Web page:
So, the excitement of Edinburgh International Festival programme launch day is here again. Full thoughts will follow later, when such matters as work aren't inconveniently getting in the way, but in the meantime, a few first thoughts. (These were snatched on the bus and over lunch breaks, so please forgive the odd typo.)
Where is he?
With the BBC SSO, as expected, conducting the closing concert. This, too might have been expected since its Verdi's anniversary we're getting the Requiem. Runnicles does a good one, these same forces opened the festival with one in 2005. This time there is the added bonus of stunning soprano Erin Wall.
What orchestras are coming?
2013 seems to be a pretty good year in this regard. Top of the billing are the Bavarians under the baton of chief conductor Mariss Jansons for programmes including Mahler 2 and Tchaikovsky's pathetique.
Elsewhere there is rising star Nezet-Seguin with the Chamber Orchestra of Europe. The visit of Les Musiciens du Louvre Grenoble to do no fewer than five Schubert symphonies is also interesting (as is the fact that the festival are presenting the last two under the German numbering).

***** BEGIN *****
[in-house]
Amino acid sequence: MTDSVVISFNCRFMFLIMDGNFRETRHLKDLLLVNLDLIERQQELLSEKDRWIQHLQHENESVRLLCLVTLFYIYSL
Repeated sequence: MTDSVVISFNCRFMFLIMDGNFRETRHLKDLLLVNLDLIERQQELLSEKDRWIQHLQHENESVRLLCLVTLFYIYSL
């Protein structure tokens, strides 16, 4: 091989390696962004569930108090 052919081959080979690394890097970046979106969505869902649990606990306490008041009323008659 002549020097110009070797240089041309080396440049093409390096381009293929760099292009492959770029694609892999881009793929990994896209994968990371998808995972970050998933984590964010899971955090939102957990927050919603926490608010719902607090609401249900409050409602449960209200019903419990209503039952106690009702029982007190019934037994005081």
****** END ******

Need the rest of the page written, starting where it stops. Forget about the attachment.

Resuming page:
The Concertgebouw would be an exciting prospect were it not for the presence of Gatti who last year produced interminable Wagner and Mahler.
Opera de Lyon are back and bringing Fidelio. Also of note is The Opera Group's American Lulu.
What's Gergiev doing?
The answer is rather less than in many previous years. There is no sight of either the LSO or the Mariinsky. The festival's honorary president is on hand to open the festival though with the RSNO and a concert performance of Prokofiev's Alexander Nevsky. This is good news as it means we're likely to be spared the tedium of some recent curtain raisers.
We're big fans of Edinburgh born cellist Peter Gregson and his innovative musical offerings. It's very exciting that he gets a deserved festival debut with the premiere of To Dream Again. Indeed, Mills' commitment to bringing new music into the festival has been one his big achievements.
What's ludicrously ambitious piece of theatre is taking place in what unusual venue?
This year's prize goes to Grid Iron's Leaving Planet Earth which takes place at the EICC and then the Edinburgh International Climbing Arena in Ratho (with a bus transporting the viewer between the two). I shall leave further description to the programme.
There's also a mini Beckett festival and the Wooster Group performing Hamlet and selections from their archive.
What's the theme?
There doesn't really seem to be one, but that's okay since there's lots of good stuff. Judging from Mills' forward it's all about the interaction between art and technology. While this clearly applies to some things (e.g. Gregson) there are so many vast swathes it doesn't, it could hardly be said to be a theme.
That or lightbulbs.
Well, Mitsuko Uchida is exciting. Ditto Aimard playing Ligeti at the Queen's Hall. Plus I've not even mentioned the dance. Then there's, well, just check out the brochure on the EIF website.